# When Higgs Meets Starobinsky in the Early Universe

###### Abstract

The measurement of the Higgs mass at the LHC has confirmed that the Standard Model electroweak vacuum is a shallow local minimum and is not absolutely stable. In addition to a probable unacceptably fast tunneling to the deep true minimum, it is not clear how the observable present-day vacuum could be reached from the early Universe particularly following inflation. In this note it is shown that these problems can be alleviated if the Higgs field is non-minimally coupled to a higher-curvature theory of gravity which is effective in deriving inflation a la Starobinsky. Moreover, it implies that the Higgs self-coupling could be enhanced and have an observable effect at the next generation of particle colliders.

^{†}

^{†}preprint: IPM/PA-381

## Introduction

The great achievement of the LHC was the discovery of the Higgs particle of mass GeV Aad:2012tfa (); Chatrchyan:2012ufa (). It completed the scalar sector of the Standard Model of particle physics with all parameters determined. In particular, the Higgs quartic self-coupling parameter is deduced at the electroweak scale to be . This parameter is the only parameter of the Standard Model which is not multiplicatively renormalized. Given the central value of top quark mass GeV ATLAS:2014wva (), its beta-function at low energy is chiefly dominated by the top Yukawa coupling and so is negative. The Standard Model is a renormalizable theory and thus one could in principle extrapolate it to an arbitrary high energy and make predictions. If no new physics intervenes, the effective Higgs potential can be computed at desired loop orders. The quartic coupling is monotonically decreasing, vanishes at an intermediate energy of about GeV and subsequently turns negative Degrassi:2012ry (); Buttazzo:2013uya () . At high energy the gauge interactions take over and make the beta function positive. Then, the quartic coupling is increasing as it develops a new minimum which will be the global one. The potential is plotted in Figure 1.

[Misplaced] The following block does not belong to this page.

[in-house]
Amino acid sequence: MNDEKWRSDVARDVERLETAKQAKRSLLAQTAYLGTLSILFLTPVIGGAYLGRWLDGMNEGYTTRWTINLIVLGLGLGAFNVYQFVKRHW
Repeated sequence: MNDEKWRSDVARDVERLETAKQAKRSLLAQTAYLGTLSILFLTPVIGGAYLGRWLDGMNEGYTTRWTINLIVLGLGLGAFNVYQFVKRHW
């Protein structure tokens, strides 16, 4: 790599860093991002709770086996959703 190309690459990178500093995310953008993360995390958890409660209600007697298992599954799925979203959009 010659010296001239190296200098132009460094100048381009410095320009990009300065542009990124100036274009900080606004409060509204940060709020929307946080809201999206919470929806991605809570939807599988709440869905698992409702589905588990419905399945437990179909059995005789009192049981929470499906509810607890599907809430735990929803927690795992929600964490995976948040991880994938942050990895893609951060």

The global minimum, located at tens of , is deeply inside the quantum gravity regime. This picture could radically be altered if one sensibly includes quantum gravity effects at high energies. Not understanding that thoroughly, it is reasonable to abandon the naive extrapolation to an arbitrary high energy and limit to the Planck scale. Thus, the potential would basically be seen ill as unbounded from below. The electroweak vacuum is a local one and barrier separating it from the deep well is extremely small. If one naively computes the tunneling rate between the vacua, one finds that life-time of the present-day electroweak vacuum is greater than the age of the Universe and thus the vacuum is metastable Sher:1988mj (). However, if one includes higher dimensional Planck-suppressed operators, the conclusion will be drastically changed and the electroweak vacuum turns unstable and quickly decays to true vacuum Branchina:2013jra (); Branchina:2014usa (); Branchina:2014rva () . Consequently, due to a huge negative cosmological constant, it leads to a catastrophic gravitational collapse.